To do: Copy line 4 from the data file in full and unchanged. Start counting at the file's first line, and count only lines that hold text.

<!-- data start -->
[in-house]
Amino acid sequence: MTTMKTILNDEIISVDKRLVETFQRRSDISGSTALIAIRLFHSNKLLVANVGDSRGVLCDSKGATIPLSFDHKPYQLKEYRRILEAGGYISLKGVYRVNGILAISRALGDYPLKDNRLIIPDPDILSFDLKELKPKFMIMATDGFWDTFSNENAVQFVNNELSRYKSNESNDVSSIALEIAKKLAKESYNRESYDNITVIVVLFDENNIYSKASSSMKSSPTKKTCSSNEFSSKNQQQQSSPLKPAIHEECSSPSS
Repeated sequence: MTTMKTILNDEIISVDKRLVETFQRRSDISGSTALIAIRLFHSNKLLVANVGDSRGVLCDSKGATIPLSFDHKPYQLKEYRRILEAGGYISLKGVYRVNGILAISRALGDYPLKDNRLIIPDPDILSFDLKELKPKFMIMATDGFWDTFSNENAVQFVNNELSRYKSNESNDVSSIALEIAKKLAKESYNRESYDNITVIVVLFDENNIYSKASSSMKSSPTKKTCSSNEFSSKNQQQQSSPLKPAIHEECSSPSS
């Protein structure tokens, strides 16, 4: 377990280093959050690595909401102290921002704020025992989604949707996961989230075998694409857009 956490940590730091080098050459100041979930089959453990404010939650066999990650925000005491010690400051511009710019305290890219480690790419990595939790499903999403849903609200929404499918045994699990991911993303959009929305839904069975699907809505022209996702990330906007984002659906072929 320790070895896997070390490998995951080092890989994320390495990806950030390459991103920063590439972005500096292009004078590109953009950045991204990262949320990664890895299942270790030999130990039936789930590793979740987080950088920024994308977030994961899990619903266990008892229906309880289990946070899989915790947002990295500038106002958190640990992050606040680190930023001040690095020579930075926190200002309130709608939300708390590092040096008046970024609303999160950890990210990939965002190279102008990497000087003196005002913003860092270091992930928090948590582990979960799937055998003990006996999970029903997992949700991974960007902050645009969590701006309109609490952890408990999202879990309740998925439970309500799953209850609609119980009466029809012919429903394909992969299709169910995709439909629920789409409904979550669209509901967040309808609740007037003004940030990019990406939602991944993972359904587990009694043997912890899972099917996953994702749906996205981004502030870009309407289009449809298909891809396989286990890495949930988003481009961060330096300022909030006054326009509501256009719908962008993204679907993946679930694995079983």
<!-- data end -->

């Protein structure tokens, strides 16, 4: 377990280093959050690595909401102290921002704020025992989604949707996961989230075998694409857009 956490940590730091080098050459100041979930089959453990404010939650066999990650925000005491010690400051511009710019305290890219480690790419990595939790499903999403849903609200929404499918045994699990991911993303959009929305839904069975699907809505022209996702990330906007984002659906072929 320790070895896997070390490998995951080092890989994320390495990806950030390459991103920063590439972005500096292009004078590109953009950045991204990262949320990664890895299942270790030999130990039936789930590793979740987080950088920024994308977030994961899990619903266990008892229906309880289990946070899989915790947002990295500038106002958190640990992050606040680190930023001040690095020579930075926190200002309130709608939300708390590092040096008046970024609303999160950890990210990939965002190279102008990497000087003196005002913003860092270091992930928090948590582990979960799937055998003990006996999970029903997992949700991974960007902050645009969590701006309109609490952890408990999202879990309740998925439970309500799953209850609609119980009466029809012919429903394909992969299709169910995709439909629920789409409904979550669209509901967040309808609740007037003004940030990019990406939602991944993972359904587990009694043997912890899972099917996953994702749906996205981004502030870009309407289009449809298909891809396989286990890495949930988003481009961060330096300022909030006054326009509501256009719908962008993204679907993946679930694995079983």